New process to create ultrafine powders for materials production named one of 1993'S top new technologies
September 09, 1993
RICHLAND, Wash. –
A new process that produces ultrafine, nanoscale and uniform particles for materials manufacturing has been selected as one of the top 100 technological developments of 1993 by Research and Development magazine. The Rapid Thermal Decomposition of Precursors in Solution process was developed by researchers at the U.S. Department of Energy's Pacific Northwest Laboratory. Battelle operates PNL for DOE.
magazine conducts the annual R&D 100 Award competition to honor the most promising new products, processes, materials or software developed throughout the world. Awards are based on a product's technical significance, uniqueness and usefulness. This is the 31st year of the competition.
The new process uses high pressure and high temperature to transform a solution of low-cost metal salts into ultrafine, uniformly sized particles. The metal salts are dissolved in water, which is heated under pressure and forced through a nozzle to form the highly crystalline, ultrafine particles.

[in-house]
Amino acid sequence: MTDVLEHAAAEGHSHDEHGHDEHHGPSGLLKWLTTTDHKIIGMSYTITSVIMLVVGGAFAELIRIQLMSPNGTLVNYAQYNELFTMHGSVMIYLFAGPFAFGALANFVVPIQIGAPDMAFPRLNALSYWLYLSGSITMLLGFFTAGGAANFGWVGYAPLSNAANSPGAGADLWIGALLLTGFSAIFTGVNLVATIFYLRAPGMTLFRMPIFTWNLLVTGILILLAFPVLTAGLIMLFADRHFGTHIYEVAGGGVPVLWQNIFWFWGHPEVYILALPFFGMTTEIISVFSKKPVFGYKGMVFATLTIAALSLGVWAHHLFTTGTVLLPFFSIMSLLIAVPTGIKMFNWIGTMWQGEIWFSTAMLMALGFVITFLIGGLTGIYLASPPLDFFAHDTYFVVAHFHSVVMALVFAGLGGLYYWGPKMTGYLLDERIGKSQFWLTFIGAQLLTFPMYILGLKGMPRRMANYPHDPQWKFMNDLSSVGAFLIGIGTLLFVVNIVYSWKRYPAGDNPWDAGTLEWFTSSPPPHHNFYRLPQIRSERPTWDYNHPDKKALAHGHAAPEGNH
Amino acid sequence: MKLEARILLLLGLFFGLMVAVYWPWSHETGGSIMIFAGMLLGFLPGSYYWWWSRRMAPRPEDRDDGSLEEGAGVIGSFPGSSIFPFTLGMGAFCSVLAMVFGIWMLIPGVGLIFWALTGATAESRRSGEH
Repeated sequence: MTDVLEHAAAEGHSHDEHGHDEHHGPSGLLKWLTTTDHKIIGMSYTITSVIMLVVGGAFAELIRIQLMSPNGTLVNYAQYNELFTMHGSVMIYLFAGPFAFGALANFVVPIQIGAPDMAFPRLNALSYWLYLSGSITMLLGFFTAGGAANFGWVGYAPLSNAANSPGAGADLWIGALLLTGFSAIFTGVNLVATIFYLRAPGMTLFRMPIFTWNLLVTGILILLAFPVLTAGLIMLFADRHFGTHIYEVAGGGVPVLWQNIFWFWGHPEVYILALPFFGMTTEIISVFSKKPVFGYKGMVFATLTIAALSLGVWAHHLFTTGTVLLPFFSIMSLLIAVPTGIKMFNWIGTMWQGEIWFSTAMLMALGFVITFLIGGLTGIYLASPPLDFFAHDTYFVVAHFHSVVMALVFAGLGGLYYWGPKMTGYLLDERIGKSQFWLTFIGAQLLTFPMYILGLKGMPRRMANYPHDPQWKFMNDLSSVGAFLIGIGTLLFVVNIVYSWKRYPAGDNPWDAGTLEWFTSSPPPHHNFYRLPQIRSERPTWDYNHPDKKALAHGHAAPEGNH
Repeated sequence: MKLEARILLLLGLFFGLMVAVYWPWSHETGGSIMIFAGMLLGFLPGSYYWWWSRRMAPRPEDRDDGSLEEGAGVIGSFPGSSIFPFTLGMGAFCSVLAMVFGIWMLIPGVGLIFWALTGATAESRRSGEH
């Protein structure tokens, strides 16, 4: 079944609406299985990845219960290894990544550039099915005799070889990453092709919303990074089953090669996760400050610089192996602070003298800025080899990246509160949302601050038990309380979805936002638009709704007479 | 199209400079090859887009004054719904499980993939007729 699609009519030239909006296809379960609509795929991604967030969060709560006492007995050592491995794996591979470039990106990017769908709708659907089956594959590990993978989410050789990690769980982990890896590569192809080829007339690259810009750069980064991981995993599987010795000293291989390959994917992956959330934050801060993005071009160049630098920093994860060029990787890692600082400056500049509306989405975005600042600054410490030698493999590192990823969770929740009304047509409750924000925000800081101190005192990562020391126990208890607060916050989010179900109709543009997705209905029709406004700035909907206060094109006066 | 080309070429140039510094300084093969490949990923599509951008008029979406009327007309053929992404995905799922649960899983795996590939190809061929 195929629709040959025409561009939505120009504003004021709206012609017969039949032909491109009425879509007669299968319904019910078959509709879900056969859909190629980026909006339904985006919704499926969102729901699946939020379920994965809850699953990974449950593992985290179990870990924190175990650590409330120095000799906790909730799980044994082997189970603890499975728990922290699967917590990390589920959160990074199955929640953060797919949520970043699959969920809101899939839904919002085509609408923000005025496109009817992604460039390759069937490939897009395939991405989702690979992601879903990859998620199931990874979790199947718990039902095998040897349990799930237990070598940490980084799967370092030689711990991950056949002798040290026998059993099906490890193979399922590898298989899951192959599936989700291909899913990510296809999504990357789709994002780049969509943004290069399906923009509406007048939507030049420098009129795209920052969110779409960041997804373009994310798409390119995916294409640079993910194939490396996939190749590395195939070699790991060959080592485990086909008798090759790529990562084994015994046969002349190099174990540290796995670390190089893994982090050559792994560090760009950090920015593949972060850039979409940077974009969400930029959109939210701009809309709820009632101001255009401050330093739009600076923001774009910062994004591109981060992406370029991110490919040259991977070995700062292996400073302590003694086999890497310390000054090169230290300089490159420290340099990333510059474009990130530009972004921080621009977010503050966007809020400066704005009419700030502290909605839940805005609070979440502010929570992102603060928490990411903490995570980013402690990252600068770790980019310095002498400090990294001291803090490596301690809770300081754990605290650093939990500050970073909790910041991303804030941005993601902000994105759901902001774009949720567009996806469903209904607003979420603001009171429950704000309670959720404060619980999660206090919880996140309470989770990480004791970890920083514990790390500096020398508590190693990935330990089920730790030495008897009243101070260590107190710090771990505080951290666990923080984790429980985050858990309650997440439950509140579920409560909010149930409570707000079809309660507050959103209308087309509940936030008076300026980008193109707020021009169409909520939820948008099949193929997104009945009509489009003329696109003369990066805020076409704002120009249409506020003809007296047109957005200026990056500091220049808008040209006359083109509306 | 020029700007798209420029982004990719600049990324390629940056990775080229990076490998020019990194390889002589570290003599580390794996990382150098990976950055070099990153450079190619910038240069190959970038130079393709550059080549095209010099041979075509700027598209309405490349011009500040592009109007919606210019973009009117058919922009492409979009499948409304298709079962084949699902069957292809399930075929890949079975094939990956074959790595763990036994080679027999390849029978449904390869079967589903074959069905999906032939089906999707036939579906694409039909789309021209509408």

Industry can use these ultrafine, nanoscale particles to manufacture improved products. For example, powders resulting from this new process can be converted into various ceramic objects such as ball bearings, gears and knife blades that are stronger and more durable than similar products on the market today. In addition, the powders can be used as pigments for paints and inks, as high-surface-area catalysts or combined with other materials to yield advanced composites.
The process can be operated continuously, and bench-scale prototypes can produce from one to five pounds of powder per day. This is a striking improvement over current batch methods that typically produce less than one gram per day. This makes the new technology especially useful for large-scale industrial powder production.
The process was developed by a research team which included Mark Buehler, Dean Matson, John Linehan, Max Phelps, Gary Neuenschwander, John Fulton and Roger Bean.
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